Sonikross // My Religion [Jeepers!]
Edinburgh’s own Nigel Ross AKA Sonikross has a growing profile and reputation, and really laid down a marker last year with his and Johnny Frenetic’s ferocious remix of Mory Kante’s seminal Yeke Yeke. He is having a prolific 2012, with releases on Big In Ibiza, Carica, Fixate, and Exhilarated Records in the last two months alone – Jeepers! can now be added to that list, with the release this week of My Religion.
The original mix starts off with just Sara K’s wordless vocal, as the rest of the arrangement starts to appear in the distance and gradually begins to get her back – when the kick drum eventually arrives we have nice pads and strings providing genuine drama as the vocal continues, then, after a short break, things really start to kick off. An additional vocal riff is added into the mix as the muscular arrangement branches out around it, before the three minute mark sees the arrival of the main vocal at the centre of the tune – this is both clean and incisive, and works very well within the cut and thrust of the music that is structured around it, with both parties providing plenty of energy. The main breakdown is very effective, and the track continues to raise the stakes upon its return, with a high synth melody bringing further momentum and an additional edge to proceedings, before it winds down to a close. The track is very reminiscent of The Freemasons, and if you are into their brand of vocal house then this is sure to hit the spot, both in your headphones and on the dancefloor.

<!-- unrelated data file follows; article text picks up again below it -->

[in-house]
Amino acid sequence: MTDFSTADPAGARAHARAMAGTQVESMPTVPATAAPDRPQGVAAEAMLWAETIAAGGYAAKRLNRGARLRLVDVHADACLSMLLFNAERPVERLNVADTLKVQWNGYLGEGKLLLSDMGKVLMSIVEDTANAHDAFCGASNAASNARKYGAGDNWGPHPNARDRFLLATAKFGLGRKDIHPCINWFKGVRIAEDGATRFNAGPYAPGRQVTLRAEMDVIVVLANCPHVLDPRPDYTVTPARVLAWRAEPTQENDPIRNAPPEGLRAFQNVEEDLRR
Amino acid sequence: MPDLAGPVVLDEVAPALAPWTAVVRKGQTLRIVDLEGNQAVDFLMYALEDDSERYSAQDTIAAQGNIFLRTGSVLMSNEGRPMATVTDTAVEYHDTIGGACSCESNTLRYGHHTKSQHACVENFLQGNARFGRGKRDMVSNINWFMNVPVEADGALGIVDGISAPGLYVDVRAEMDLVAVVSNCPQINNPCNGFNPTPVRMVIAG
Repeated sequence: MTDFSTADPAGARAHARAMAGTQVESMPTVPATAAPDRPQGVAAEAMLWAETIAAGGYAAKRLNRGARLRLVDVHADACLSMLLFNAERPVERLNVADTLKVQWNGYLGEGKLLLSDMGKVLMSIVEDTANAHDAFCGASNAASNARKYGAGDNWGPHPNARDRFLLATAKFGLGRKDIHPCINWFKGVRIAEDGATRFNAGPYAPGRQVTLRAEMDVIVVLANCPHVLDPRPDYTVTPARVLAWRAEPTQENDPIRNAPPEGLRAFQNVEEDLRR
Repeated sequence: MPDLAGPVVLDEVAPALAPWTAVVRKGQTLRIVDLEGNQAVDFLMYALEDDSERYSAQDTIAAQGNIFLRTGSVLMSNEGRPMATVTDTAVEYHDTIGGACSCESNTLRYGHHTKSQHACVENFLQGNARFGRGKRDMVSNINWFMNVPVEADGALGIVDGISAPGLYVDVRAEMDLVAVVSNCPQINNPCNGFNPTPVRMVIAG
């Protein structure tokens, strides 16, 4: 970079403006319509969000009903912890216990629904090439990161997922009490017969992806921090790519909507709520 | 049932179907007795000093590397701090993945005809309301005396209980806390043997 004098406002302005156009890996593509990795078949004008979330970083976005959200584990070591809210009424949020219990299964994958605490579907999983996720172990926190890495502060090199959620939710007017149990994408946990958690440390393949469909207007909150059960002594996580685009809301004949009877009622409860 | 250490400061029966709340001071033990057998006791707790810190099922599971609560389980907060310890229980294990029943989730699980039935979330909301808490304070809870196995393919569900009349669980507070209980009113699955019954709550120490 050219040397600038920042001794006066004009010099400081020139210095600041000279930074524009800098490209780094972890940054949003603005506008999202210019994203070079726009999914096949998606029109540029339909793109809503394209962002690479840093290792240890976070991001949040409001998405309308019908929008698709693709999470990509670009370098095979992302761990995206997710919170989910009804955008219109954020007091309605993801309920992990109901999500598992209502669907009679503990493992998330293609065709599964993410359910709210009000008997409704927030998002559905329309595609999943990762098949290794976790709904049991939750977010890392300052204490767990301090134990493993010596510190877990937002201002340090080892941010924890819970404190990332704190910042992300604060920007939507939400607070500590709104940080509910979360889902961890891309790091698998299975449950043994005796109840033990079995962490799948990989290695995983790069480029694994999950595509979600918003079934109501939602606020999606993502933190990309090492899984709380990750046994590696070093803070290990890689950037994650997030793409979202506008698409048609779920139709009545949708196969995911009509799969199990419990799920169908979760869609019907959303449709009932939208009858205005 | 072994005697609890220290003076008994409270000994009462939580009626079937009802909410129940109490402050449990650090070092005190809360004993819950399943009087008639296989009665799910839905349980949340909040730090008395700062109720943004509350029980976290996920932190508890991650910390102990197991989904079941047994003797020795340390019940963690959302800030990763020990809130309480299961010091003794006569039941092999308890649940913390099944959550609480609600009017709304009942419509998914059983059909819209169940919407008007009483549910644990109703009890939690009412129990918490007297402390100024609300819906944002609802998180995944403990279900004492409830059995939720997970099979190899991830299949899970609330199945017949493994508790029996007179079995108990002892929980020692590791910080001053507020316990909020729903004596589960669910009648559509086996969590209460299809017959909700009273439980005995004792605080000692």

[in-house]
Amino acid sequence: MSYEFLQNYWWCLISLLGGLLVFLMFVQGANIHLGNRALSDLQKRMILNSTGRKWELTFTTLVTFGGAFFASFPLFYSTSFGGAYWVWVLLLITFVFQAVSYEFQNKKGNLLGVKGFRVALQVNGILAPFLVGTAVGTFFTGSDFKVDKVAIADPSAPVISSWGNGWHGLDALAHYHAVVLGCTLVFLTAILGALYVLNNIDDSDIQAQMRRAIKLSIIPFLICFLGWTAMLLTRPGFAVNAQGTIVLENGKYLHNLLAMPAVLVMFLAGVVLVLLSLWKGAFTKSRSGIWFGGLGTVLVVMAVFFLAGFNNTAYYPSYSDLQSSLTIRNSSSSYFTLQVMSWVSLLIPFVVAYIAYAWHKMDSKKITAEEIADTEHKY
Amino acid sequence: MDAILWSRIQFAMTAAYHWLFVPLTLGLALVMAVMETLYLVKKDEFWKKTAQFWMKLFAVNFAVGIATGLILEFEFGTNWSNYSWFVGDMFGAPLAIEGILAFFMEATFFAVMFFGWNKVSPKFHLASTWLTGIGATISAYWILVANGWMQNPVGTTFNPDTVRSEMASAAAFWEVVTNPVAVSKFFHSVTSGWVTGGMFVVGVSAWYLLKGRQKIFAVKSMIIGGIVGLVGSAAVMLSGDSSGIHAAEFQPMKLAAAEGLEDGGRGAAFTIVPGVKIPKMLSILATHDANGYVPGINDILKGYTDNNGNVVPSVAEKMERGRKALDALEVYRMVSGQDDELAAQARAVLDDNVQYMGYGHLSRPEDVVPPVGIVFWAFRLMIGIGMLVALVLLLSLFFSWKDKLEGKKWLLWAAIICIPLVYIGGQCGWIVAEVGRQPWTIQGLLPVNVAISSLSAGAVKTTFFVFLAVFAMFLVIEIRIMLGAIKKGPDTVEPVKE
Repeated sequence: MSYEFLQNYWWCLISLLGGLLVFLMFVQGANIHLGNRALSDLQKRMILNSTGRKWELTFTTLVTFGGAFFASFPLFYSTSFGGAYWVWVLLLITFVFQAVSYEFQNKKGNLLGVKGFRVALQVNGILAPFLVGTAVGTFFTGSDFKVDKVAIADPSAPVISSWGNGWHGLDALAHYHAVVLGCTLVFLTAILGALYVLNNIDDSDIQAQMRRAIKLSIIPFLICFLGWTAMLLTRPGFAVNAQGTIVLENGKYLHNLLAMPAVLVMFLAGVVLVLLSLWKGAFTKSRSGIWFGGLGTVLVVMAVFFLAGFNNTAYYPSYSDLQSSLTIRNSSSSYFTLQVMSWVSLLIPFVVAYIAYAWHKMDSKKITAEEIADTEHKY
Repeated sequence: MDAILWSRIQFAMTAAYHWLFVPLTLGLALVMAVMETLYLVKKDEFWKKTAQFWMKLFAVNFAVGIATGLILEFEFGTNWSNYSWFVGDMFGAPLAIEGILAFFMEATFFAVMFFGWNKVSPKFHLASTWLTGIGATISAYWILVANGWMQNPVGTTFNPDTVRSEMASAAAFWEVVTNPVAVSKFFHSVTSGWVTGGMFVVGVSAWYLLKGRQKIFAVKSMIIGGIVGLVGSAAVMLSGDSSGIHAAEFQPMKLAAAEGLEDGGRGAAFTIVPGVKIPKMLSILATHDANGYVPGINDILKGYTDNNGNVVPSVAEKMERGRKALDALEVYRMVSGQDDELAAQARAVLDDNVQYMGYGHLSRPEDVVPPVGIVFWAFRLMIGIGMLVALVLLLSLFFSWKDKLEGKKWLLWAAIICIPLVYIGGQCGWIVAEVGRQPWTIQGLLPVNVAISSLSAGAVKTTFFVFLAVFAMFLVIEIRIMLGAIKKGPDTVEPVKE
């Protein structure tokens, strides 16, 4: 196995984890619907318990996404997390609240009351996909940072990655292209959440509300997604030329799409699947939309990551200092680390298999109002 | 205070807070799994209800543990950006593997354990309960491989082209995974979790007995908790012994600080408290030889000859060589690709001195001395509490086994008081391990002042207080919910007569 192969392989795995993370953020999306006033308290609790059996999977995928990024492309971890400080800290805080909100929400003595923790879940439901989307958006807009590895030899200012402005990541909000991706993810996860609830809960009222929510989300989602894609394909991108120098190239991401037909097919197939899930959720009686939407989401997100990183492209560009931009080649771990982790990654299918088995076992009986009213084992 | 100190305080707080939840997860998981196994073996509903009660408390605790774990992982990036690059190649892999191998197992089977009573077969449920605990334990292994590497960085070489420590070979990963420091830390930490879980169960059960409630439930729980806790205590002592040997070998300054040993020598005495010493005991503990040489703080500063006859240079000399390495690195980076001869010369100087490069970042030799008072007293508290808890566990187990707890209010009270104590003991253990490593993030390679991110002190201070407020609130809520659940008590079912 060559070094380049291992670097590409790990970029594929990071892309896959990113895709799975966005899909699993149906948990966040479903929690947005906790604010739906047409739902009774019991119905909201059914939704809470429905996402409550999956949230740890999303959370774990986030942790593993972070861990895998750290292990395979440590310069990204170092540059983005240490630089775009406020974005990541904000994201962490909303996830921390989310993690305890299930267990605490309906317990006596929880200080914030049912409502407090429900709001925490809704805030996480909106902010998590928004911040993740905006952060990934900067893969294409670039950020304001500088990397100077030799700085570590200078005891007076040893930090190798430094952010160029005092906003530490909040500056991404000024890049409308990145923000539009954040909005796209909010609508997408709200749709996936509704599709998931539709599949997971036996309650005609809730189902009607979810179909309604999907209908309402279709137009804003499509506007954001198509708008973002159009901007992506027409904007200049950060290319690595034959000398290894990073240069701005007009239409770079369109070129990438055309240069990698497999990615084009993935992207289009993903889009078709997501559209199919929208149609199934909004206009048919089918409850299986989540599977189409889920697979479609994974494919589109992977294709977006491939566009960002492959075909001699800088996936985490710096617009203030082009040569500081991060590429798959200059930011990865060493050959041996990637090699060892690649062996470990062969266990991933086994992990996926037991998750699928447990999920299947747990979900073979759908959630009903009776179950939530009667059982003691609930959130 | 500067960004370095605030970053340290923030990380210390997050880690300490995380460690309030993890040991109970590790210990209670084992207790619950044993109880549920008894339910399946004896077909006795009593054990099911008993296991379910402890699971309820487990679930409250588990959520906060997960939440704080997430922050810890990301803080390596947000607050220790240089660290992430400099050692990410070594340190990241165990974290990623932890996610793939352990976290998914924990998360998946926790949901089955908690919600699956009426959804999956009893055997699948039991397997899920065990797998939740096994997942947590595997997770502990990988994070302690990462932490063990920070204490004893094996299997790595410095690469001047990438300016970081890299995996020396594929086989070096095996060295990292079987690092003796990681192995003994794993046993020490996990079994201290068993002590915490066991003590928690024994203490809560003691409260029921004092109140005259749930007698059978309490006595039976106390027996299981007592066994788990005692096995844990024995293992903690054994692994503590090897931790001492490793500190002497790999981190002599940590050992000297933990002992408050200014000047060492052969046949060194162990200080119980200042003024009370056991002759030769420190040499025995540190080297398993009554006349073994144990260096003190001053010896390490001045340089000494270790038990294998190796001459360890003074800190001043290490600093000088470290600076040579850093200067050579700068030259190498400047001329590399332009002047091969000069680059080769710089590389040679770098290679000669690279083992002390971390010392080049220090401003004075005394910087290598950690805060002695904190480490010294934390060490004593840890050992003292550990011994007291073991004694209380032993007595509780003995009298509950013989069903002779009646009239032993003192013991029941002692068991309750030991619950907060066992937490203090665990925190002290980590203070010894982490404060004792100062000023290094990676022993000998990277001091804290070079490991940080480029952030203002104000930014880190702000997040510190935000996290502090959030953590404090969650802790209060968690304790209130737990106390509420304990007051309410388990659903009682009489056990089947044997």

Sonik’s Devil mix has an atmospheric pad setting the scene, some decisive piano chords and the vocal runs are then brought in to build the tension, before the arrival of a thunderous kick drum and bassline that sweep everything before them, in glorious fashion – the high synths from the closing stages of the original take centre stage in this mix, though plenty more new additions are brought to the table also. The main vocal does not appear until the breakdown in this cut, and is again put to very good use – the mix overall is another fine piece of work, tougher than the original, and it’s that harder edge that makes this the superior mix in my book. That said, it’s a tough call to make, and this version completes an impressive opening brace.
If the two Sonikross mixes have a confident strut about them, label boss Nick Hook’s very assured remix has more of a spring in its step, with nice key changes giving it a sunnier outlook than the previous two mixes – though the raw buzz of the low end that appears does add a rougher edge. The vocal is again well used to build tension in the breakdown, and when the track swings back into action some spacey synths and that low end – combined with some nice additional clicks in the percussion – have the track in full flight. The Dub version is as you would expect, and therefore is also very nice.
I don’t know if it’s a case of too many cooks but after the confident manoeuvres of the previous mixes, Oliver Lang and Whelan & Di Scala’s hyperactive remix doesn’t work for me – there’s just too much going on and everything is pitched too high for my liking. The breakdown is the highlight, with sweeping strings playing against some nice, rich low end – but it’s a relative oasis in the context of the track overall.
Regardless, this is a good release, and sure to be very much enjoyed by its target listeners.
Release Date: Out Now
Words: Stevie Reid